Book – The Good Jobs Strategy

Good-Jobs-bookExcellent book – and an argument – that explains that long-term business objectives, which include good jobs for the employees, beneficial for the company in general.  Cutting costs by creating “bad jobs” is a business choice and it is generally harmful to the company itself in the long run, measured beyond next two quarters.

This is one more book that emphasizes that successful companies who put their customers first, employees seconds, and shareholders third.  This approach benefits everybody:  customers, employees, communities and becomes fundamental decision for the company’s long-term profitability.

Below is the chart of Costco (good jobs approach) and Walmart (infamous for minimizing personnel costs).


One of the most interesting parts is approach to operations and considering good jobs a part of operational approach – what, after reading the book, makes complete sense.  Examples used in the book concentrates primarily on retailers – companies that very often pursue “bad jobs strategy.”

Model retailers design and manage their operations in a way that makes their employees more productive, reduces the cost of doing business, and puts employees at the center of the company’s success. The way model retailers design and manage their operations turns out to be the means by which well paid, well trained employees create even more wealth than they cost.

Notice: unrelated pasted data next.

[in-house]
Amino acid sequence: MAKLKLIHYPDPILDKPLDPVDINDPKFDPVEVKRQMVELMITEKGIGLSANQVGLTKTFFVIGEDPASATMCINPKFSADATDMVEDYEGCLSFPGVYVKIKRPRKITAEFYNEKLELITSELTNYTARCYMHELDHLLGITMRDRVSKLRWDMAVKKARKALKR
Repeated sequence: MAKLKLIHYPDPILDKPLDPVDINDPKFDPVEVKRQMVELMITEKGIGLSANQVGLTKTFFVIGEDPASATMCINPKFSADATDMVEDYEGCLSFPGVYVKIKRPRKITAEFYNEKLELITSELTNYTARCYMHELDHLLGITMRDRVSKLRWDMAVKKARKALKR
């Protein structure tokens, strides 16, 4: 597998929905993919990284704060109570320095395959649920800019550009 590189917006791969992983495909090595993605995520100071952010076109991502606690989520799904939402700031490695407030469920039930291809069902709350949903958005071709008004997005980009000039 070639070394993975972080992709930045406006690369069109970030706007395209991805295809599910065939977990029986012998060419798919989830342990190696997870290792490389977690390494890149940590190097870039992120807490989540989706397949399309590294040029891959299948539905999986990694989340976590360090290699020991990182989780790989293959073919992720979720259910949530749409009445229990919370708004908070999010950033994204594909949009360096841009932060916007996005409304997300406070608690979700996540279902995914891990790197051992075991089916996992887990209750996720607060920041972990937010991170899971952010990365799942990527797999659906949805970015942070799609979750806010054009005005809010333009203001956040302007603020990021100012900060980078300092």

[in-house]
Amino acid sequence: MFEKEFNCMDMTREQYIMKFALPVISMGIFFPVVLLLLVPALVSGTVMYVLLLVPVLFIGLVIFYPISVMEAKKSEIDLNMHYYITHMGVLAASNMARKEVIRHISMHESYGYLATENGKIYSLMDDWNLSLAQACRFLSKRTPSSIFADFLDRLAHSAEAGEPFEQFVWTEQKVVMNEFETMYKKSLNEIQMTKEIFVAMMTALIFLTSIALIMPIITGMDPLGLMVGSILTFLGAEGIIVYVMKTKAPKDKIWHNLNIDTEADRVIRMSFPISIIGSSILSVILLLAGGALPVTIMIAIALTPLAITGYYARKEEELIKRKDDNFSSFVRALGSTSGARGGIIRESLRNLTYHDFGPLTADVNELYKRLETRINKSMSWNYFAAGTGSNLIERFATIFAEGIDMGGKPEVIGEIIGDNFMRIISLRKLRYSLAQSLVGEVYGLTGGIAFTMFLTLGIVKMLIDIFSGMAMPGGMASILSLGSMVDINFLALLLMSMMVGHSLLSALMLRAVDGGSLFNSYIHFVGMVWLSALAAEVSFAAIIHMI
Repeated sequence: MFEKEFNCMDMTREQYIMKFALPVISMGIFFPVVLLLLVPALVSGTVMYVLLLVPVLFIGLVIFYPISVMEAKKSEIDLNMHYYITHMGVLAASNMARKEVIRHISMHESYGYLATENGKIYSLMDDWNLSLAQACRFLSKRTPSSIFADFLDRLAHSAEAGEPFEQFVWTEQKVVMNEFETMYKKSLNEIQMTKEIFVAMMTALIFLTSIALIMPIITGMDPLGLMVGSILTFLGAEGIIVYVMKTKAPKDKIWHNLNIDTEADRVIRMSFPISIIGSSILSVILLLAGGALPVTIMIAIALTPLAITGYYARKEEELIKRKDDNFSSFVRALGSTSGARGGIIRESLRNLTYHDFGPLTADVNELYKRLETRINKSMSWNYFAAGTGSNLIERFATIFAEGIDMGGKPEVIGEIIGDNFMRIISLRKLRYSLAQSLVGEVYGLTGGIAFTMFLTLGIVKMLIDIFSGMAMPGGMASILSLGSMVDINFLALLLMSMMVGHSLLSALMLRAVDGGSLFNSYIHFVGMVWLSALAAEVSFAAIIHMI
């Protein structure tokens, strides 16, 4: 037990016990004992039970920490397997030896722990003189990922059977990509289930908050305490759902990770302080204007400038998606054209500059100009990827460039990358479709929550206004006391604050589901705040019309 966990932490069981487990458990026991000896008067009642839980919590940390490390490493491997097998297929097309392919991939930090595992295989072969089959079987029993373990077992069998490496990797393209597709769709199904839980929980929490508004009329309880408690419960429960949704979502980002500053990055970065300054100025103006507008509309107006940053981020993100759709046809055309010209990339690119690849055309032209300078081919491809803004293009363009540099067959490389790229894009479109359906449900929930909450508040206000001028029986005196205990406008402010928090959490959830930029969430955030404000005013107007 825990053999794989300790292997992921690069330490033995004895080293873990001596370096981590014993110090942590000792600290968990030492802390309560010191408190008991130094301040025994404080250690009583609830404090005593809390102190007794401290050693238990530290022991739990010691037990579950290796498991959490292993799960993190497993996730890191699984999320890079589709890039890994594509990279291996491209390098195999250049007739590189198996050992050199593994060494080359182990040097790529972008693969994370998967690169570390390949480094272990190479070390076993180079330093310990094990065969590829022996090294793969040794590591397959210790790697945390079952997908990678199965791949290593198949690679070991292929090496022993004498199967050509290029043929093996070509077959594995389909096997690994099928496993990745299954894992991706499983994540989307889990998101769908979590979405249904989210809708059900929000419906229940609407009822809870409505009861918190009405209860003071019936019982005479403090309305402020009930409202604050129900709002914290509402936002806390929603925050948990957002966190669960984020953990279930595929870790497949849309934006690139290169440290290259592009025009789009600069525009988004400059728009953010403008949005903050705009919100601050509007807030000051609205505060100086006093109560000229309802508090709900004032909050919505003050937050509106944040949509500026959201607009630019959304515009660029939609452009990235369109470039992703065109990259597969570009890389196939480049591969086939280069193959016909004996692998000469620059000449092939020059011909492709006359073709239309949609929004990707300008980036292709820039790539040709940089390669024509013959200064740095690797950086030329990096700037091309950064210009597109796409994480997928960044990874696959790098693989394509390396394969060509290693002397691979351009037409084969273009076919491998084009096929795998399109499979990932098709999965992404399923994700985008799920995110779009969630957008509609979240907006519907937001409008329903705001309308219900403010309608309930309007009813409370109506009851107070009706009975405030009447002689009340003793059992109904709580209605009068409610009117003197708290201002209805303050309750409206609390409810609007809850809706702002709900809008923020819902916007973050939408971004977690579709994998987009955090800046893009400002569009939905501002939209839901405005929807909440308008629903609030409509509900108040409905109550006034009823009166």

1. Offer less.  Offering less variety an no promotions reduces the costs and, surprisingly, improves customer satisfaction.
  2. Standardize and empower.  Model retailers standardize routine tasks, but give employees more flexibility to manage non-standard situations and help customers.
  3. Cross-train.  Model retailers manage differences in store traffic with changing what employees do, rather than the number of employees, what allows to provide stable schedules for the employees and assure more knowledgeable and satisfied work force.
  4. Operate with slack.  Model retailers prefer a degree of over-staffing to under-staffing. Over-staffing improves customer service and actually reduces costs by allowing employees to be involved into continuous improvement.

Difficult times reaction:

  • downThe company that needs to address short-term balance sheet implements layoff of the higher paid and more experienced employees, what result in the need to hire more employees when the business rebounds and incur hiring and training costs.  Short term gain – long term expense increase.
  • The long-term oriented company tries to improve operation to realize  the savings – the results are not as immediate, but the benefit of the improvement will remain with the company when the business rebounds and will contribute to the competitive advantage comparing with the companies who managed the business cycle with layoffs.